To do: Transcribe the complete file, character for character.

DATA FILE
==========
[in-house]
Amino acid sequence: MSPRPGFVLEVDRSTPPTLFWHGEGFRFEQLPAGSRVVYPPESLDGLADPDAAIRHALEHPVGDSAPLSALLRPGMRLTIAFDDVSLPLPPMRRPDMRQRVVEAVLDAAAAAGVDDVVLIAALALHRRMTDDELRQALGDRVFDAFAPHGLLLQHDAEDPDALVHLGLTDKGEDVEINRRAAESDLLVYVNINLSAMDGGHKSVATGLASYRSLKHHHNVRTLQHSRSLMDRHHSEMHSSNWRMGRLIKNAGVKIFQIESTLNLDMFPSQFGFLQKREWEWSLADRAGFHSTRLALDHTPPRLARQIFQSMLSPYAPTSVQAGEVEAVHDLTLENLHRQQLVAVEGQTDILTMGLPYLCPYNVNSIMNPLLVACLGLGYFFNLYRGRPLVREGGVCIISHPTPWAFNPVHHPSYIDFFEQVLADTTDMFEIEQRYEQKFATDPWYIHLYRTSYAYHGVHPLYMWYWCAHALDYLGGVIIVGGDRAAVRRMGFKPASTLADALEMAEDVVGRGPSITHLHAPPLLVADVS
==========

[in-house]
Amino acid sequence: MSPRPGFVLEVDRSTPPTLFWHGEGFRFEQLPAGSRVVYPPESLDGLADPDAAIRHALEHPVGDSAPLSALLRPGMRLTIAFDDVSLPLPPMRRPDMRQRVVEAVLDAAAAAGVDDVVLIAALALHRRMTDDELRQALGDRVFDAFAPHGLLLQHDAEDPDALVHLGLTDKGEDVEINRRAAESDLLVYVNINLSAMDGGHKSVATGLASYRSLKHHHNVRTLQHSRSLMDRHHSEMHSSNWRMGRLIKNAGVKIFQIESTLNLDMFPSQFGFLQKREWEWSLADRAGFHSTRLALDHTPPRLARQIFQSMLSPYAPTSVQAGEVEAVHDLTLENLHRQQLVAVEGQTDILTMGLPYLCPYNVNSIMNPLLVACLGLGYFFNLYRGRPLVREGGVCIISHPTPWAFNPVHHPSYIDFFEQVLADTTDMFEIEQRYEQKFATDPWYIHLYRTSYAYHGVHPLYMWYWCAHALDYLGGVIIVGGDRAAVRRMGFKPASTLADALEMAEDVVGRGPSITHLHAPPLLVADVS